The Turkish fighter development (TF-X) programme took a vital step forward at IDEF on May 10. In a ceremony at the Turkish Aerospace Industries (TAI) stand, Stephen Phipson, Head of the UK’s Defence and Security Organisation (DSO) and Professor Dr Ismail Demir, Turkey’s Undersecretary for Defence industries signed an agreement that will pave the way for future co-operation on the project.
It means that Phase 1 Stage 1 preliminary design agreement between the Turkish Government and prime contractor TAI, signed on August 5, 2016, has been bolstered by the UK’s commitment to sharing technologies and expertise in support of TF-X.
On January 28, 2017, the UK Prime Minister, Theresa May and the Turkish Prime Minister, Binali Yildirim announced a defence industry collaboration between their two countries. It saw BAE Systems and TAI signed a ‘Heads of Agreement’ on the same day to establish a partnership for the development of the ambitious TF-X. Worth more than £100 million, this first contract has the potential to facilitate multi-billion pound contracts between British and Turkish firms over the life-time of the project, strengthening links between the UK and Turkey. The TF-X is expected to make its first flight in 2023, to celebrate Turkey’s 100th anniversary and enter Turkish Air Force service in 2029.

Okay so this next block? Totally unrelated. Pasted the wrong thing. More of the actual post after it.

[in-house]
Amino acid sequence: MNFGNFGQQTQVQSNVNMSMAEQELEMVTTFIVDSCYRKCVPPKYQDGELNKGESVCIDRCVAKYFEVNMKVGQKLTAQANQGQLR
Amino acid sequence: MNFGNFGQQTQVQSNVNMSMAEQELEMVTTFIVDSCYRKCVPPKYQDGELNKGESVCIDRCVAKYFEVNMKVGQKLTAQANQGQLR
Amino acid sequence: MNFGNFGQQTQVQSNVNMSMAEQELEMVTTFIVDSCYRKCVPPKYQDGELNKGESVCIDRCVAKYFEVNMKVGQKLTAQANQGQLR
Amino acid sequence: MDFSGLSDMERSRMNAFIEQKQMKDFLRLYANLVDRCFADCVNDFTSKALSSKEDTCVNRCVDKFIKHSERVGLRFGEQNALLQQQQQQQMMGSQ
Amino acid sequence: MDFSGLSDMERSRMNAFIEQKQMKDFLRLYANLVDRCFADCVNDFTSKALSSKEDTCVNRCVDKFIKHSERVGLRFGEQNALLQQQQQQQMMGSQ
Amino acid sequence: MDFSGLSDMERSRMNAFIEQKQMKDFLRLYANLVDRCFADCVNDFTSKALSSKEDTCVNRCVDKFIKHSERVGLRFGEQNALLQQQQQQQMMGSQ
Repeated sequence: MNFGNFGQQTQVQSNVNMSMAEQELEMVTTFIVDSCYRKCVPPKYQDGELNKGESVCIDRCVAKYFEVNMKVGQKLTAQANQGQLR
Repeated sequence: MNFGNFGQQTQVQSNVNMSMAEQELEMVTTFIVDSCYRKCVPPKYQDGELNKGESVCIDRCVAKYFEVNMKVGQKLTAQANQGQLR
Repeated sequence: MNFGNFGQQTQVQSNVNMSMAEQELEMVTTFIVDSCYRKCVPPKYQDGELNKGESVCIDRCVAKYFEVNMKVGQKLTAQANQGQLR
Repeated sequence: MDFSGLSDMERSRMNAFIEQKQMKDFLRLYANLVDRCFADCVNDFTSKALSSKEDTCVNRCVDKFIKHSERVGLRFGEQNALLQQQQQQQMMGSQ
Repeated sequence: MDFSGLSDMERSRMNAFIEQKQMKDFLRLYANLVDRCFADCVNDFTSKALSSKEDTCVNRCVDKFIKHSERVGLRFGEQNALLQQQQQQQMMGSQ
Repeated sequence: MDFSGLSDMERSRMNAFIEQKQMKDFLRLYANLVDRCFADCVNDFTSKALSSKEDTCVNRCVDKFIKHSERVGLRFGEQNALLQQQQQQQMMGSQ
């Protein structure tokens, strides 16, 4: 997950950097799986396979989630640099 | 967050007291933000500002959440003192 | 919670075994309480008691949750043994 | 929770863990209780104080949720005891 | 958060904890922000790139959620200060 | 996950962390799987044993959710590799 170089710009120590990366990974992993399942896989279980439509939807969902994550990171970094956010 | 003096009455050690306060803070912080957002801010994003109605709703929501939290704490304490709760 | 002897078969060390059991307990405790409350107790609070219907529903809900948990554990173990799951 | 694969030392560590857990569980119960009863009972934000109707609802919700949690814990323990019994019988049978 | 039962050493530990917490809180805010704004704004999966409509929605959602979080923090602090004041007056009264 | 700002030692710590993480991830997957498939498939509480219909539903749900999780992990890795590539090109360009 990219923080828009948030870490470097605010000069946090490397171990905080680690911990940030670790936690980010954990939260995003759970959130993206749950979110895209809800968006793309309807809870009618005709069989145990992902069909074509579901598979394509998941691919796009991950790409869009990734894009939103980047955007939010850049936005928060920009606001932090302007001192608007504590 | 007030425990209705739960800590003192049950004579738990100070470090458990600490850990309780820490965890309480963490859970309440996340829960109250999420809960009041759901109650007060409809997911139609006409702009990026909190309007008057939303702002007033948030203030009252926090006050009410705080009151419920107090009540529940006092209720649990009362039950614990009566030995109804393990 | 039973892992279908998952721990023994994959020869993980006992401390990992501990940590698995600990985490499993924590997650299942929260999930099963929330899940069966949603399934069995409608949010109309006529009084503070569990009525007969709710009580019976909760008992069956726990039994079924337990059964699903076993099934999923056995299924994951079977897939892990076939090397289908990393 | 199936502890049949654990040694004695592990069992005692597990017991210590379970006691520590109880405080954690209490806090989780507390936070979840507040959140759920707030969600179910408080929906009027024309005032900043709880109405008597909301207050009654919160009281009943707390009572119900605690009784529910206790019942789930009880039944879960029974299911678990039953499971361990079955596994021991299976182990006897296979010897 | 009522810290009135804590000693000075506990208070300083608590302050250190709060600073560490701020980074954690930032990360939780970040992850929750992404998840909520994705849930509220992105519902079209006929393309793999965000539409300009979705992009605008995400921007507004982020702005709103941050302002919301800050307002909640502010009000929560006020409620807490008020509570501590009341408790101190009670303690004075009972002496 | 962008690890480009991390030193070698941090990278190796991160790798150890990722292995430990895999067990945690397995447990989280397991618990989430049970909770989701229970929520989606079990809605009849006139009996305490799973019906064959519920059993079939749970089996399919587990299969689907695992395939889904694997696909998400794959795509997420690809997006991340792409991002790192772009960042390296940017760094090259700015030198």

BAE Systems Managing Director Military Air and Information Chris Boardman is confident that the deadlines can be met based on previous experience on the likes of Mantis. “In simple terms, BAE will provide expertise across all the parts of the programme that are required to be put together. We are not workshare driven. BAE is known to design and deliver combat aircraft - that’s one of our specialist skills. We will operate in the areas they wish us to work but the first thing to understand, is what their [TAI’s] work programme is going forward, then formalize it and adapt to the work required to make the programme successful. There will be a trade-off between what you need to do to bring the content and what you need to develop production wise to actually meet the operational needs of the air forces operating the aircraft.” Rolls Royce and Eurojet are expected to compete for the engine contract and then there is the need for a flight control system. These are the most important decisions and they have to be made by the end of the year if the 2023 deadline is to be met,” Boardman finishes.